Monday, November 2nd, 2009


OverDrive is a digital media platform for libraries where people can download audio books.  Overdrive is a subscription-based audio book download service that the Christchurch City Libraries will offer for free to its members. Library membership allows for download (once download software has been installed from the Libraries website) and burning or saving to devices for use ‘on the go’. The service has help and support for Mac and PC and downloading for most of the brands of MP3 players, including iPod, Zune and Sony Reader.

More than 350 best-selling and classic titles will form the initial collection, which customers can access through free software on the library website and their library card and PIN. More titles will become available as the service becomes more popular, catering for adults, young adults and children.

  • Download fiction and non fiction titles from home any time of the day
  • Transfer the titles to your MP3 player or iPod for portable entertainment at the gym, walking or relaxing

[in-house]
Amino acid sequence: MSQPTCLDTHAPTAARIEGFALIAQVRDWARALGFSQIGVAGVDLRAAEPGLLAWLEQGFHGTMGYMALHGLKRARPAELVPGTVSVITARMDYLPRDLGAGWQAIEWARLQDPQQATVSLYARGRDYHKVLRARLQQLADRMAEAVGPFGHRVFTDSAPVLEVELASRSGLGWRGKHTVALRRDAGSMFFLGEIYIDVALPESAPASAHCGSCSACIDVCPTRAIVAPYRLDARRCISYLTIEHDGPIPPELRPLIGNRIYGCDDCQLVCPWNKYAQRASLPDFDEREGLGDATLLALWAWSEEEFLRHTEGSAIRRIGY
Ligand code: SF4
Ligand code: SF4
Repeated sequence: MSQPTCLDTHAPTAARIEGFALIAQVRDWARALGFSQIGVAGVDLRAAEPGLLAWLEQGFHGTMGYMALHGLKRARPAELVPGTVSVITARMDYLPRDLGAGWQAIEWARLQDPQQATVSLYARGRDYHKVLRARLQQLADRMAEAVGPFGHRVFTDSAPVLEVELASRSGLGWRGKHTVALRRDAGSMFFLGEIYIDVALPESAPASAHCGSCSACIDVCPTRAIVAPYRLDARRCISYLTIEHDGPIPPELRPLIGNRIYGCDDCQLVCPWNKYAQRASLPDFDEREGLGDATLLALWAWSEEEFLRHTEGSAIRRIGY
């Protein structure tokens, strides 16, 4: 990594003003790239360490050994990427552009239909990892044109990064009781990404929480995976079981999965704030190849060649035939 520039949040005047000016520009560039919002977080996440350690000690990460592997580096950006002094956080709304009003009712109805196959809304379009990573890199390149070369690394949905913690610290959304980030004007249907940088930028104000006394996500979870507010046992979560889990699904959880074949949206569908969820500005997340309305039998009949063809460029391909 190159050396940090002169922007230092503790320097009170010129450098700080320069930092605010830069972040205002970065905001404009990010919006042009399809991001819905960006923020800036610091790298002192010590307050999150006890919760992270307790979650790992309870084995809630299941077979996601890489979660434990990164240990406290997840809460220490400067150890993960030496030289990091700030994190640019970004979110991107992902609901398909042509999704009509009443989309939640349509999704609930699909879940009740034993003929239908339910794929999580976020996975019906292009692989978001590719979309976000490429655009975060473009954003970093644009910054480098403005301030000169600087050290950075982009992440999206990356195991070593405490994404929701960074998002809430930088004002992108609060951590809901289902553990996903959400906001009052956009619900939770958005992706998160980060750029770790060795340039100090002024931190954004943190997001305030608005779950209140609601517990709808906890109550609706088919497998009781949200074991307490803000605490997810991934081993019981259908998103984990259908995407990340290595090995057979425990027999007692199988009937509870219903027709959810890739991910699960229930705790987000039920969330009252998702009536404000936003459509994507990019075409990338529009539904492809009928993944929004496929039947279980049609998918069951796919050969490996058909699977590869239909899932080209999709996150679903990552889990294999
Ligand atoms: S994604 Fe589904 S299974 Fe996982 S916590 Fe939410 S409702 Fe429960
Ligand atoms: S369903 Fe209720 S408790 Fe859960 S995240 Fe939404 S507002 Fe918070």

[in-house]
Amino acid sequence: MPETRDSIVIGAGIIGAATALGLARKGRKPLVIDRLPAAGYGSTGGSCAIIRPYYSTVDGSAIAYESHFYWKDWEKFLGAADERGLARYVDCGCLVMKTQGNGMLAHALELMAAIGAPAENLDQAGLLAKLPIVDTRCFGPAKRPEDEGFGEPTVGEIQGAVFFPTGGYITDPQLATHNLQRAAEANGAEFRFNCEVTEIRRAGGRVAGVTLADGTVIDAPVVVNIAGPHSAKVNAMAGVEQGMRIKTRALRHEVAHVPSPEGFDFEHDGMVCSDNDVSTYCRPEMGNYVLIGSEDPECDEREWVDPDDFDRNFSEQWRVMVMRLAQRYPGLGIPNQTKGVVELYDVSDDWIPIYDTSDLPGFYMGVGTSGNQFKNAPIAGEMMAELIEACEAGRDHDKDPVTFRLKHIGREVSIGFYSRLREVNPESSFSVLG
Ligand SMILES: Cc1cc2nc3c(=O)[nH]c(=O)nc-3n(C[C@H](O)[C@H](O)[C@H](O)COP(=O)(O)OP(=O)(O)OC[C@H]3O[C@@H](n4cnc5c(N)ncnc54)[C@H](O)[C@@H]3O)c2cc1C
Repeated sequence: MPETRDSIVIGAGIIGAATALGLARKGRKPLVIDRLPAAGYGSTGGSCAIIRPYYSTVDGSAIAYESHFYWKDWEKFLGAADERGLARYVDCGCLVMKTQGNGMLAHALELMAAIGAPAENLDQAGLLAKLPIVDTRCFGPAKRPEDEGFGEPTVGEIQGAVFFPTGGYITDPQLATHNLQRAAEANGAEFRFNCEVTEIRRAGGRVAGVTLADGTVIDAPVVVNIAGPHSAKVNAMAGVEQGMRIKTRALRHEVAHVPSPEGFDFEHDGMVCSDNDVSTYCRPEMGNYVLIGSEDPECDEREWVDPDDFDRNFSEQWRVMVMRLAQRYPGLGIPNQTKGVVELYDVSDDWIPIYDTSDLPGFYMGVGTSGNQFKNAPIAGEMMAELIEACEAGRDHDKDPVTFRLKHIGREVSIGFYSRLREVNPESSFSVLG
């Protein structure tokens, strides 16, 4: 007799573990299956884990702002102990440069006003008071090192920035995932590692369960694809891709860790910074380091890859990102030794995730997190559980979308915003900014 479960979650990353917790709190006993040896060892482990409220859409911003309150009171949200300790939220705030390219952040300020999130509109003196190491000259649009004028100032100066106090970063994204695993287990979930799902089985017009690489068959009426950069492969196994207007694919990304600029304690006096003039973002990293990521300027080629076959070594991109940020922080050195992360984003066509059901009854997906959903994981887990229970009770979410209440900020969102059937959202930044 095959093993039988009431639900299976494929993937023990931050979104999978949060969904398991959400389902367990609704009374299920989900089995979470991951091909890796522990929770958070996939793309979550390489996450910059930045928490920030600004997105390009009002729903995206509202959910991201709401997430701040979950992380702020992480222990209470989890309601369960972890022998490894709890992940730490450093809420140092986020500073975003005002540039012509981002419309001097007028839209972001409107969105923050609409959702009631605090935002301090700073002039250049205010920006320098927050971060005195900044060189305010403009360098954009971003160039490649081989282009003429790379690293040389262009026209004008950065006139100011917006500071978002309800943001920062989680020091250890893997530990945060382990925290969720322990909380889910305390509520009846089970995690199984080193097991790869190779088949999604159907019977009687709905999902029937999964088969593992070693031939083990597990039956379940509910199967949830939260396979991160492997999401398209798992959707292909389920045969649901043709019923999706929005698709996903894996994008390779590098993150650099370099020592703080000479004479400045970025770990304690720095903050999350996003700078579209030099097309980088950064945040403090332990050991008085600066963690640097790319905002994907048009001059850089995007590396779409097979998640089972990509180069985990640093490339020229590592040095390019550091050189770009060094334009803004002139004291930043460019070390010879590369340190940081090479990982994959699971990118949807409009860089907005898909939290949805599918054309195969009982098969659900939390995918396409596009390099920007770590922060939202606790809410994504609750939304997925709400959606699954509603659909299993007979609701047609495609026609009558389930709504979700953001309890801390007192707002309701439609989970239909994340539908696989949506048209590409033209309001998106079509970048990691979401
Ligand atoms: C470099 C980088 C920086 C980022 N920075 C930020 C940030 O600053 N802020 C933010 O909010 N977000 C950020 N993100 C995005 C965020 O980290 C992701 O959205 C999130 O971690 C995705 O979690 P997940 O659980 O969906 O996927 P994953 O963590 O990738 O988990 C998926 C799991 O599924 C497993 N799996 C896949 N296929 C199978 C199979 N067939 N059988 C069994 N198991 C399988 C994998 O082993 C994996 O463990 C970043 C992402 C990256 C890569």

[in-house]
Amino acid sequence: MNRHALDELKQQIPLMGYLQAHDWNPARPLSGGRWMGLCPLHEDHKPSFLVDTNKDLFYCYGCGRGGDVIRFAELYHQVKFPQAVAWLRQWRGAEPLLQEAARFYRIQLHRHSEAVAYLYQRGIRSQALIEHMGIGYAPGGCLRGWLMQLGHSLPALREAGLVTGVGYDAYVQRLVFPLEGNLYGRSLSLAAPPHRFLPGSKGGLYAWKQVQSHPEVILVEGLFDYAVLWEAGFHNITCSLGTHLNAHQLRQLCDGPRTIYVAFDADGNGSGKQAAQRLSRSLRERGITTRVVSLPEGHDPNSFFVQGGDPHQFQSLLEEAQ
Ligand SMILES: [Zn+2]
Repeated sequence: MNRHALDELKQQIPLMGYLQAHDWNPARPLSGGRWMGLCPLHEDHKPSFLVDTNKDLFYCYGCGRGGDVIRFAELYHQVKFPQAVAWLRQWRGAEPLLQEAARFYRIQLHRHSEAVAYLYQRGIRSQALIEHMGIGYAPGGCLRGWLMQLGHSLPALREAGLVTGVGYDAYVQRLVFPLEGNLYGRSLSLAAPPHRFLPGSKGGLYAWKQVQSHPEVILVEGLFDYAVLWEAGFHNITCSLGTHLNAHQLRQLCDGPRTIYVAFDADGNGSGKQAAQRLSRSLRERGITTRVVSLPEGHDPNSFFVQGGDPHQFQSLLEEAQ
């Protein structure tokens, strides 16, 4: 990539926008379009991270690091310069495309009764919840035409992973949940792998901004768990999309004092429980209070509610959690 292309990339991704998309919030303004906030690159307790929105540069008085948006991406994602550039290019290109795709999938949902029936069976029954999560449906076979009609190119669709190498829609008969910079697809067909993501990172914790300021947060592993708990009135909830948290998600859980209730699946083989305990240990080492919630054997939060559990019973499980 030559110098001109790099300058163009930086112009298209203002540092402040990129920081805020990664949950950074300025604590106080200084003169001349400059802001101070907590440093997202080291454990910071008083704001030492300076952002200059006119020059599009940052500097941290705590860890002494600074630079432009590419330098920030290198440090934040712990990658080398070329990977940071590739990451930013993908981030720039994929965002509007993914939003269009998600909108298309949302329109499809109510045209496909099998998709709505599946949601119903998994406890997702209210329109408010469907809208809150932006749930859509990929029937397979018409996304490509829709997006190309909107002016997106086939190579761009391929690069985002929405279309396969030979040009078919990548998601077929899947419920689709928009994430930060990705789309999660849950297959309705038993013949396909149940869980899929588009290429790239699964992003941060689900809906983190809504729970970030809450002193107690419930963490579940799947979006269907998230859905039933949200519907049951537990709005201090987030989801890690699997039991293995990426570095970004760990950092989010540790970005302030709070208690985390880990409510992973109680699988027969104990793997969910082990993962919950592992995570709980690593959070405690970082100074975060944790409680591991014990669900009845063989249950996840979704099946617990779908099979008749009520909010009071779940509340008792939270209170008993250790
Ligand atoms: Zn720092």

• Burn some titles to disc
  • This service is FREE  

So far Overdrive’s most popular audio book is Audrey Niffenegger’s The Time Traveller’s Wife , though there are other popular titles like Water for Elephants by Sara Gruen.  Authors range from Meg Cabot, Ann Brashares and Bill Bryson to  Austen, Bronte  and Shakespeare. Initial non-fiction offerings include Dr Blair’s Japanese in No Time,  social commentary like Stupid White Men by Michael Moore and access to a belly laugh with the likes of  Blackadder .

Eleanor Catton’s The Rehearsal has made it to the Guardian First Book Award shortlist. This is really exciting news for NZ literature and we’ve all got our fingers crossed for victory.

The Guardian reports of her chances in the article Fiction resurgent in Guardian first book award shortlist:

The third novel is New Zealander Eleanor Catton’s The Rehearsal, which has already acquired something of a love it or hate it reputation. The novel has two linked narrative threads: one set in a girls’ school in the aftermath of a pupil-teacher affair and the other in a drama school where details of the affair are used for the end-of-year production. The Bath reading group praised Catton’s writing style for its originality and accessibility, while one Oxford reader remarked: “At last! A book to get lost in.”

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